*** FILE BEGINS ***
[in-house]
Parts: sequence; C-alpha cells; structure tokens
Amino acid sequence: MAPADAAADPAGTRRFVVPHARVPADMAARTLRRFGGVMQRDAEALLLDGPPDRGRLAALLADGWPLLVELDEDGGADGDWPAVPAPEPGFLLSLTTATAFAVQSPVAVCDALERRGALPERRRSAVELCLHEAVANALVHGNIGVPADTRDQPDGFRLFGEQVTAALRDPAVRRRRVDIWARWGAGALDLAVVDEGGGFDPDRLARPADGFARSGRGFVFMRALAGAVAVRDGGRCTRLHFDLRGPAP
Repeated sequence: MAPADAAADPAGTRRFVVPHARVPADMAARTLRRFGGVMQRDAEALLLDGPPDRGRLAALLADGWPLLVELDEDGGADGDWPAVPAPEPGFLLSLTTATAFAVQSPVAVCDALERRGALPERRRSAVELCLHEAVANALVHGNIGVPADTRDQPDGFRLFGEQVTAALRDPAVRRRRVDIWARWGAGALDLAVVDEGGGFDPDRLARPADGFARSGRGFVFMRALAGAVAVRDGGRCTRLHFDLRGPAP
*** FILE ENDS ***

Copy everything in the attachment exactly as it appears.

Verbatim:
[in-house]
Parts: sequence; C-alpha cells; structure tokens
Amino acid sequence: MAPADAAADPAGTRRFVVPHARVPADMAARTLRRFGGVMQRDAEALLLDGPPDRGRLAALLADGWPLLVELDEDGGADGDWPAVPAPEPGFLLSLTTATAFAVQSPVAVCDALERRGALPERRRSAVELCLHEAVANALVHGNIGVPADTRDQPDGFRLFGEQVTAALRDPAVRRRRVDIWARWGAGALDLAVVDEGGGFDPDRLARPADGFARSGRGFVFMRALAGAVAVRDGGRCTRLHFDLRGPAP
Repeated sequence: MAPADAAADPAGTRRFVVPHARVPADMAARTLRRFGGVMQRDAEALLLDGPPDRGRLAALLADGWPLLVELDEDGGADGDWPAVPAPEPGFLLSLTTATAFAVQSPVAVCDALERRGALPERRRSAVELCLHEAVANALVHGNIGVPADTRDQPDGFRLFGEQVTAALRDPAVRRRRVDIWARWGAGALDLAVVDEGGGFDPDRLARPADGFARSGRGFVFMRALAGAVAVRDGGRCTRLHFDLRGPAP